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Advanced English Students

Questions and concerns often arise among teachers when it comes to advanced students: just what can a high-level learner do? They have cleared the hurdle of fluency problems, as much of the language has become automatic. In other words, they don't pre-translate and then speak. They also don't get hung up on particular words, and instead can explain around unknown vocabulary. When listening or reading, they don't need to translate, and can often guess the meaning of a new word, phrase, or difficult sentence through context.

Herein lurks the problem, though. Because of their ability in these areas, which they have slowly built over the course of months or years of study (and our encouragement and guidance), it sometimes becomes difficult to clearly determine what an advanced ESL student is capable of. Add to the mix that individual students often need fine tuning of a particular skill set, as opposed to lower level learners who need to build skills as a whole.

As teachers, it becomes difficult to help our students reach their full potential through effective lessons. We don't want to build a lesson that simply allows our students to chat away, while we cover any mistakes as they pop up. Therefore, follow the below guide to determine how advanced your advanced students are, and which activities they need to get them to the top.

Advanced learners are able to participate in a conversation. At lower levels, students react to the conversation rather than fully join it. How many conversations have you had, or overheard, that progressed like an interview? One side asks a question, the other answers it, and if no further questions are asked, the conversation ends. What about the fillers? redundancies? stories? experiences? body language?

Advanced learners can use speaking strategies. This ties into the above, as they adjust their speaking with intonation, rates of speech, nuance, and vocabulary to color a conversation. Fluency may suffer as advanced ESL speakers grope for the right word.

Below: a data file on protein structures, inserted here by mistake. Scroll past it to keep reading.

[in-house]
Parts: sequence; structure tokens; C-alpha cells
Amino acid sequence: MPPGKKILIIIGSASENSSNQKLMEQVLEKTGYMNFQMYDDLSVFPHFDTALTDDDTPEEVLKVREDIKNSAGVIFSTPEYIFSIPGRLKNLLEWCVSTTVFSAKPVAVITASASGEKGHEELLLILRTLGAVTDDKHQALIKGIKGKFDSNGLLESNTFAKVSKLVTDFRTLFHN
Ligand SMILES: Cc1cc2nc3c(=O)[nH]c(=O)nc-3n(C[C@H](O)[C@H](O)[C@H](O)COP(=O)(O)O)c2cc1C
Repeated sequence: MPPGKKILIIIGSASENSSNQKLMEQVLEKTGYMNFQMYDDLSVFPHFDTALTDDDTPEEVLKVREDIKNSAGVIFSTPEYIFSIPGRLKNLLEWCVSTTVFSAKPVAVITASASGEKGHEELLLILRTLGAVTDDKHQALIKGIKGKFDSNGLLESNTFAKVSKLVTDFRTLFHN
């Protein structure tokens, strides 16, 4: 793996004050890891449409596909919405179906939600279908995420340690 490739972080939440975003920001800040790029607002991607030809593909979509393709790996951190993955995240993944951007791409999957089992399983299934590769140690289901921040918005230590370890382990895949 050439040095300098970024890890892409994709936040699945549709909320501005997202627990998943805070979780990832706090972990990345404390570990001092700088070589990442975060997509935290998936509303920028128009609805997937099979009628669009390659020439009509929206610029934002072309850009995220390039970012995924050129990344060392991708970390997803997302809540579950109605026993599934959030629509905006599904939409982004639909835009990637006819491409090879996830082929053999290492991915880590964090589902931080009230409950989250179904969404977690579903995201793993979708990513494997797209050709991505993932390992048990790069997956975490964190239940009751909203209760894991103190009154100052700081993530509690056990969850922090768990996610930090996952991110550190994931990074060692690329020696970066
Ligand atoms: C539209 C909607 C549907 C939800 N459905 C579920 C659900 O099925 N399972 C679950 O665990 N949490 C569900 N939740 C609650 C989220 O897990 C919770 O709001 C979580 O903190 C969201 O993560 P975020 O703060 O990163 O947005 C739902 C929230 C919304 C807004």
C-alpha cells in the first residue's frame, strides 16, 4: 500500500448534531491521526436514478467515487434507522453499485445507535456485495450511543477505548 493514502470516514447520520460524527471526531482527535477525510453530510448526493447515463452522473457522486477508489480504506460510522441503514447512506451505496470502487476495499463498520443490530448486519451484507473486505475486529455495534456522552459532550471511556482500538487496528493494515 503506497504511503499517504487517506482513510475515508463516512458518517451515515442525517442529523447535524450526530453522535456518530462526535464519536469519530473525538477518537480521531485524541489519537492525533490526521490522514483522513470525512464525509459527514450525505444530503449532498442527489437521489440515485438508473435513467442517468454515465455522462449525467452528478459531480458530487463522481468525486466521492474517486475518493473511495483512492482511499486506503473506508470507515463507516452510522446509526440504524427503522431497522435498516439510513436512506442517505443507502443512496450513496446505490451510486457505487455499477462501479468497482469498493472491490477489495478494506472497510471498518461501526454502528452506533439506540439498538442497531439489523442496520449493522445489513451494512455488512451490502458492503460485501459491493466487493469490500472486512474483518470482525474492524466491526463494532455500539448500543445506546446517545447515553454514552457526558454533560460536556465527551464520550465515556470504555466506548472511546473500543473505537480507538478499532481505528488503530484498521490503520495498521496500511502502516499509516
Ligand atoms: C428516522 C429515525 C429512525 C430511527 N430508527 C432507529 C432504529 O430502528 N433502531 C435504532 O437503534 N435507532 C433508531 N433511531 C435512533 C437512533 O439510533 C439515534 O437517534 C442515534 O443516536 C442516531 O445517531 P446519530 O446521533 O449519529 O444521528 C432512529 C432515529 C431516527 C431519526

Advanced learners can talk at length on personal topics, as well as on current topics. Their ability to narrate and describe events and ideas, and to explain around unknown words or phrases, lets them speak uninterrupted for several minutes if necessary. They can also speak smoothly, and link ideas together, aiding long monologues needed for stories, presentations, or discussions. With unfamiliar topics, or topics that don't hold much personal interest, lengthy discourse becomes more difficult.

Advanced learners can comfortably use English for work or for school. Where the previous points primarily focus on fluency, we need to consider reading ability, too. Advanced students should be comfortable skimming for main ideas, or scanning for specific information in a text. Although a 60-minute lesson (or even a 90-minute lesson) makes an article culled from a newspaper or magazine difficult to use effectively, students at this level can read and understand most newsstand material if read at their leisure. On familiar topics or topics of personal interest, there should be a higher level of understanding than just a general comprehension plus a few specific details. Advanced students should also be comfortable writing in English.

Of course, students at this level will be stronger in some areas than others. For example, student A may find writing very difficult, student B may have trouble elaborating on ideas, and student C still suffers from problems with listening But all students at the advanced level have done more than dip or wade into the above categories, as can be demonstrated by their ability to be clearly understood, and without difficulty, by native speakers.

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